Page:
My husband and I just moved to China from America to teach English. Although we'd both been to parts of Europe separately before we met, our trips together in college were mostly limited to the US. Moving here has really opened our eyes to how a different country can truly feel like a world of its own. We've gotten used to signs, scenery, people, and language all being different - but every day something minor will happen that throws us off, like finding a mountain of unrefrigerated eggs with chicken feathers still stuck to them at the indoor supermarket or seeing a woman holding on to a large, unsecured table while riding on the back of a motorbike! We're loving the excitement so far, and we can tell we're going to come away from this much more relaxed and flexible about life. If anyone would like to keep up with our experiences, you can check out our blog at www.ourquarterlifeadventure.com and follow us on Instagram @ourquarterlifeadventure. Thanks, B, for the opportunity to share our story and read others' as well! 💕🌏
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Yes, everything about the food is so interesting! Our town has a huge sidewalk produce market several blocks long every 5 days, which has been one of my favorite sights. This week we have seen a bizarre number of dead feathered roosters being carried, I'm not sure if I just hadn't been noticing before or if they are preparing for their upcoming holiday! We teach at Chinese schools. I am at a middle school teaching 11-14 year olds, and Thomas is at a high school teaching 15-16 year olds. We live in Sinan (Guizhou province), and are actually the 5th and 6th Westerners to ever live in the town - therefore, it's very "real China."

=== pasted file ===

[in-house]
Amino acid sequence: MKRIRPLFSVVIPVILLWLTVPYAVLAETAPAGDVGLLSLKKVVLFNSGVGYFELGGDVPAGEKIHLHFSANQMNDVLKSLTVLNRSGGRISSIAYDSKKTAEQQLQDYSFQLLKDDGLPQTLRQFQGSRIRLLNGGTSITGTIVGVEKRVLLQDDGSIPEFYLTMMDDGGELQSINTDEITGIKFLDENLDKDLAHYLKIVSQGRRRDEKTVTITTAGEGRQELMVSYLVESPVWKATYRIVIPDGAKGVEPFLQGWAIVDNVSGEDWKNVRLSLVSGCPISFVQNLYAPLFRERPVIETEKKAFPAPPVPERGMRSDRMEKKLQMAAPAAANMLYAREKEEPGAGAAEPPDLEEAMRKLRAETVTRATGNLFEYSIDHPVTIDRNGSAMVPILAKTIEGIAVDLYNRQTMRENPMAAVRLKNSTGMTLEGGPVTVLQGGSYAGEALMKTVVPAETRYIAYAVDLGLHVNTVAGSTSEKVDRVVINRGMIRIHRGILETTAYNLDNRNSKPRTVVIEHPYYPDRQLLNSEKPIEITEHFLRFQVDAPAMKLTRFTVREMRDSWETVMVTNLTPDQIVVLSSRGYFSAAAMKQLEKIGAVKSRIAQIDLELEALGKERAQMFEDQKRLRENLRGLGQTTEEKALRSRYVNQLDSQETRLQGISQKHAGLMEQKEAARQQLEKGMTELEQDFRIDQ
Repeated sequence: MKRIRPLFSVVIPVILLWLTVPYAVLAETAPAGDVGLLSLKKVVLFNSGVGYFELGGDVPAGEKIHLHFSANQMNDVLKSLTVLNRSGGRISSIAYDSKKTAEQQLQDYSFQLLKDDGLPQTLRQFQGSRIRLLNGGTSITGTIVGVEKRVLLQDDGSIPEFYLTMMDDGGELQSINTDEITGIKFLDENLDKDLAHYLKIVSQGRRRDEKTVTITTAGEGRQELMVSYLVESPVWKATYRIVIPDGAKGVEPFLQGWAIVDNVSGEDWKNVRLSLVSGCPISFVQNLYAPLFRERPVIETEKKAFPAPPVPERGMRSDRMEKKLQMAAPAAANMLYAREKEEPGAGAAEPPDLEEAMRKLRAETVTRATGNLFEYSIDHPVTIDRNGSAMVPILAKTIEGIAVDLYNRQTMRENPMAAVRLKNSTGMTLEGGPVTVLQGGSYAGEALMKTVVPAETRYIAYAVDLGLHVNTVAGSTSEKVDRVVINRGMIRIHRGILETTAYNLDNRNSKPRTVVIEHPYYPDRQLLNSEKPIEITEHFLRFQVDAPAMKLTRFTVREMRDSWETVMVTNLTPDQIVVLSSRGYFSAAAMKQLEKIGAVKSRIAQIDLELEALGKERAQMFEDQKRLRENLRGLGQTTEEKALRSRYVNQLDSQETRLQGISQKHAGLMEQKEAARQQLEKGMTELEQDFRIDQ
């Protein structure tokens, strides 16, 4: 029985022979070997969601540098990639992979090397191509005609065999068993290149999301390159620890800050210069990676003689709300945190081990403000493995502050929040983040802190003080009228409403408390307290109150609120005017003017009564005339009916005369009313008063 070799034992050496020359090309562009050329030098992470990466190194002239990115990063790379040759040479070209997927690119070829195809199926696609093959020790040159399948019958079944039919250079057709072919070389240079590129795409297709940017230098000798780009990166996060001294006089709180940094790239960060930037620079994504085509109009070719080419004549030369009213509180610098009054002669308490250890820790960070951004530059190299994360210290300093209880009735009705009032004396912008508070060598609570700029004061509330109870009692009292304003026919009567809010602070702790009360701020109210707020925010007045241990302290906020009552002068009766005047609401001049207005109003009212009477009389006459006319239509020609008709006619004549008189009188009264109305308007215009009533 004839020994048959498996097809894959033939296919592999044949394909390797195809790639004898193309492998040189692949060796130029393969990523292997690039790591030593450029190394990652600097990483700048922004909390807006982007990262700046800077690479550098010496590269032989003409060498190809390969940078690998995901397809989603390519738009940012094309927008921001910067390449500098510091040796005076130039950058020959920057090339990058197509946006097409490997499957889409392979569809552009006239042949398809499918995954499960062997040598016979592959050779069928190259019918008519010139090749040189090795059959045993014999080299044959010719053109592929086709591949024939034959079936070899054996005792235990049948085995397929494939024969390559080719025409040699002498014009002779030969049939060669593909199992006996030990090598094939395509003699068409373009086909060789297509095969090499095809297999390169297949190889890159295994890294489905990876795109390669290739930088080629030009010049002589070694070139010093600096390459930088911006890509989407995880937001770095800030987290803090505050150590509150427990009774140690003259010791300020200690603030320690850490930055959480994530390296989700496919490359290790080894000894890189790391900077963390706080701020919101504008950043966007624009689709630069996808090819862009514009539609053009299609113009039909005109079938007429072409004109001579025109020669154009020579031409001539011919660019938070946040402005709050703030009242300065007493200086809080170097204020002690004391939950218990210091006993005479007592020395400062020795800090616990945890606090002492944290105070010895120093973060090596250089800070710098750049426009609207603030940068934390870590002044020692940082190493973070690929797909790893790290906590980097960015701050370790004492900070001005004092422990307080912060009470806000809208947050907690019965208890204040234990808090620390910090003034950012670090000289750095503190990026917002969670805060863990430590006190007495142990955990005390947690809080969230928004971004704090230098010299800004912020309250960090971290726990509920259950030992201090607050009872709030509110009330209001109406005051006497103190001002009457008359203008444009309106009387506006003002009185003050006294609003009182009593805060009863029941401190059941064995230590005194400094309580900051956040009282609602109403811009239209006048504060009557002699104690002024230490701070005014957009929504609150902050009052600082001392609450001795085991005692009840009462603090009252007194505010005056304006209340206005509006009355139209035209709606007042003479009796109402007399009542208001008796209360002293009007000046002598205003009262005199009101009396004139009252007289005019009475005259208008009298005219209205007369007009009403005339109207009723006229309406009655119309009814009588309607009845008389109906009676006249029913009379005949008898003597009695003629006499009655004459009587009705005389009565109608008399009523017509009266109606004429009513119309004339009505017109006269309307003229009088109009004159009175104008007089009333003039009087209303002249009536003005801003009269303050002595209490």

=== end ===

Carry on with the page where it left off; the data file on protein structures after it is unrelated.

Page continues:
Thank you for sharing your exciting story with us. I can only imagine the culture shock you must be going through. It is beautiful to read how positive you are embracing this new adventure. I have traveled to China several times. Back in 2009 I had the opportunity to stay with a local family for a week in their home. I can relate to your experiences such as the unrefrigerated eggs. I am sure you have been to one of the local markets - the animals, the meat... a different world. I am looking forward to reading more about your experience in China as teachers. Do you teach in a Chinese School or in an American School? And may I ask, where in China do you reside? I wish you all the best and lot's of luck! I will be keeping track of your journey on Instagram and on your Blog. Thanks for Sharing!! B